I have been reading (native Ohio) poet Mary Oliver’s essay collection Upstream.  One essay, entitled “Of Power and Time” captures some of what I have been thinking about – and what my friend and I spent our lunchtime yesterday discussing.  Here’s the final  sentence of that essay.

“The most regretful people on earth are those who felt the call to creative work, who felt their own creative power restive and uprising, and gave to it neither power nor time.”

There’s a terrific reflection on the essay from the blog BrainPickings, here.

I was curious about the title of the book, Upstream, at first, since it is a collection  published late in her life and career, and the essay that struck  me as meaningful seems to be speaking to me, now, downstream  in my life as the creative call has become restive in me.  But the essays reveal the incredible debt she owes to the source material of both her childhood and her connection to nature.  Who she is and what she accomplished comes from who she was and what the early inspirations were for her.

So I am called to look back – upstream, past the rocks and tumbling cataracts of a busy, complex life of service to others,  to where I began.  To reflect on that stream I so carefully tended as a child. To follow the impulse to seek out the source no matter how far I have to wander from home.

Ghost Knowledge: Leaf Tea and Astral Jell-o

Some delights of autumn leaves: the stained-glass cathedral light they filter through the trees, the shusss-and crackle of a walk through those already fallen, their earthy perfume rising from the ground after a rain.

Another delight is the ghost images left behind; shadowy impressions of their former selves imprinted for a time on wet sidewalks.  The alchemy of rain, infusing, distilling and releasing the tannin held in the leaves, makes a kind of leaf tea which stains the walkways with these brown and gray shadows.  It’s as if the leaves are so reluctant to, well, leave, that they impress upon the autumn walks a kind of photo-memory, a soft, diffuse shade of their former existence. They are gone, but still here. Ghost leaves.

Something else gone but still here –

A couple of days after my birthday this past August, the ripples from the collision of two neutron stars somewhere in the cosmos reached our tiny corner of the universe.  The actual collision happened 100 million years ago. But it wasn’t until August that we felt the tremor and, 11 hours later saw the result – the first time observers on earth actually got to see the collision of neutron stars. I won’t begin to try to explain it all, so there’s a fuller explanation and some very cool videos here.  By the way, EarthSkyNews is a great daily dose of fun and understandable science in your inbox.  You should subscribe.

Now, I don’t know about you, but I have some excited and conflicted feelings about this.

On the one hand, I am pleased that yet again the late great A. E’s theories are proven right; that the gravitational waves from a collision of two huge, super-dense astral bodies could shake the universe like a bowl of gelatin. He actually never thought this theory could be proven because the tremor would be so small, we could never build a machine sensitive enough to detect the waves. Maybe this is one of the very few times he was ever wrong about anything. See my post about the first time this theory was proven – just two years ago.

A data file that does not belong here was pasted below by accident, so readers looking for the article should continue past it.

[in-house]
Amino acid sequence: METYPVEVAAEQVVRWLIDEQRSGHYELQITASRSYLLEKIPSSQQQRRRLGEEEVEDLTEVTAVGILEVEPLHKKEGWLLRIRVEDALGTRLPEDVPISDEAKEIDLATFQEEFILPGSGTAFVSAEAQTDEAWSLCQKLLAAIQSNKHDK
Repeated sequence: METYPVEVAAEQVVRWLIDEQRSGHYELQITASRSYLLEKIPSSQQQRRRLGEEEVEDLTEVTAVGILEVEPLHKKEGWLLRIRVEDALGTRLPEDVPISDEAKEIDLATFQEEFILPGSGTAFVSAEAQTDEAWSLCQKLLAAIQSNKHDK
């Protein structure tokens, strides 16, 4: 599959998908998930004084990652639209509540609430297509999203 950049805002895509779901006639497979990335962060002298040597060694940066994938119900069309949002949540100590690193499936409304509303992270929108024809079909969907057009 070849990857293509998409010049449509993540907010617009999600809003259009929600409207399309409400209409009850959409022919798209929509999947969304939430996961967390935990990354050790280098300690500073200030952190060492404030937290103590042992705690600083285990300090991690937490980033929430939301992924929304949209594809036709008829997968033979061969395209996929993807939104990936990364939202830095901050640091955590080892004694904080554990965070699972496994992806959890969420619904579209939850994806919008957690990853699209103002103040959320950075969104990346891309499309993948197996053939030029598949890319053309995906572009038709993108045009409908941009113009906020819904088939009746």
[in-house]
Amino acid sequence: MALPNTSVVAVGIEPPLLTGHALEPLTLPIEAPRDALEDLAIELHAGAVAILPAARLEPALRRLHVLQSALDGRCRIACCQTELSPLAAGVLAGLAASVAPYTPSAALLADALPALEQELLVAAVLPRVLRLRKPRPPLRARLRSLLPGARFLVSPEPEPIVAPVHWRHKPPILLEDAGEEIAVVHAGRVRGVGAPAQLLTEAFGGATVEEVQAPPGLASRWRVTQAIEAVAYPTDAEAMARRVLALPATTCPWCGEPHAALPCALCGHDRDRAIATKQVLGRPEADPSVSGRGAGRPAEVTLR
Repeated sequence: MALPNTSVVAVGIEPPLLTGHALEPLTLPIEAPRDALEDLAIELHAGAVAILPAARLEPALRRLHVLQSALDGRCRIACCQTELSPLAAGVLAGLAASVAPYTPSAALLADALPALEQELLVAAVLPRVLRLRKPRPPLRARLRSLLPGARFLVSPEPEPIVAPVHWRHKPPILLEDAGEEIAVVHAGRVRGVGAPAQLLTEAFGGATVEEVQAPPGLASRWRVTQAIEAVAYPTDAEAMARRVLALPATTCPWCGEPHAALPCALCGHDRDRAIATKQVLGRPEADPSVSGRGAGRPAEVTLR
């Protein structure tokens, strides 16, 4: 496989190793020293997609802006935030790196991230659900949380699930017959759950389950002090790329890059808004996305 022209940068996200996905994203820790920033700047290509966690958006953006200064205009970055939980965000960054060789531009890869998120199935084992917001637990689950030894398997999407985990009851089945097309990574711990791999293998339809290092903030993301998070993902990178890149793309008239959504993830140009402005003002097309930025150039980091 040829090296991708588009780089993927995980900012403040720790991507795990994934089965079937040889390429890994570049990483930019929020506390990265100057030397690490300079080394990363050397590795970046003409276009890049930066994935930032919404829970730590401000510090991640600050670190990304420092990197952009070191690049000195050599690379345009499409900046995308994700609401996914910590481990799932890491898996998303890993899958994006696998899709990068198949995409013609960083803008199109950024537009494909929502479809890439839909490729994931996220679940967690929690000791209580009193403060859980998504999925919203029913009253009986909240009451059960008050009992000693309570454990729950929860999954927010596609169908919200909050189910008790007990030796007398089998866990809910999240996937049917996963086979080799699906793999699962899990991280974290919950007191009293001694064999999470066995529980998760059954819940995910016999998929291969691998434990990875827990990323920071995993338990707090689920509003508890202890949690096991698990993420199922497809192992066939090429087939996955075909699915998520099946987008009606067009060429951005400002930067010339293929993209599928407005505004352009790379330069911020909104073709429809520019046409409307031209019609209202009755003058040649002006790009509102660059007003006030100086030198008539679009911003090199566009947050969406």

And I am impressed and proud that humans are actually discovering more and more about how we all came to be and how our universe works.

On the other hand, the thought of the universe, with me in it, shaking like a bowl of jell-o is a bit unsettling: on a par with the fact that our moon is moving away from us at the rate of 1.6 inches each year.  As a result, the earth’s rotation is slowly slowing down. Worrisome, no?

We’ve got a few million (or was it billion?) years before we have to worry about that, though.

These incomprehensible space science things really fascinate me — and blow my mind.  I don’t know how scientists wrap their minds around black holes, dark matter, the space-time continuum, quarks, leptons, infinity … Sort of like the White Queen believing “six impossible things before breakfast.”

An eminent local scientist once explained dark matter to me (and a group of others), and I actually thought I understood it — for about 45 seconds — but couldn’t sustain the knowledge.

Still, the memory of once (maybe) understanding such a complex and ephemeral concept persists. Ghost knowledge.

Ghost leaves I can understand.  The universe – not so much. But I’m glad someone’s working on it and I’m content to be amazed.

Another Sign of the Apocalypse

Despite the picture, this post isn’t about bees.  Although their demise is probably yet another sign of the apocalypse.


It rained all last night; a welcome drenching since it has been so very dry this autumn. The sky was still dripping  early this morning, but tapering off as I shuffled to the kitchen to feed the cat and make coffee.

I wake early – when it’s still very dark – and enjoy sitting with my coffee and the Times Crossword, watching the dawn sift its way into daylight through my front windows.  It’s always a surprise, no matter how many days or how predictably it happens, that for long moments it is dark and still dark and dark some more – then I look up and it’s light enough to see the houses across the street.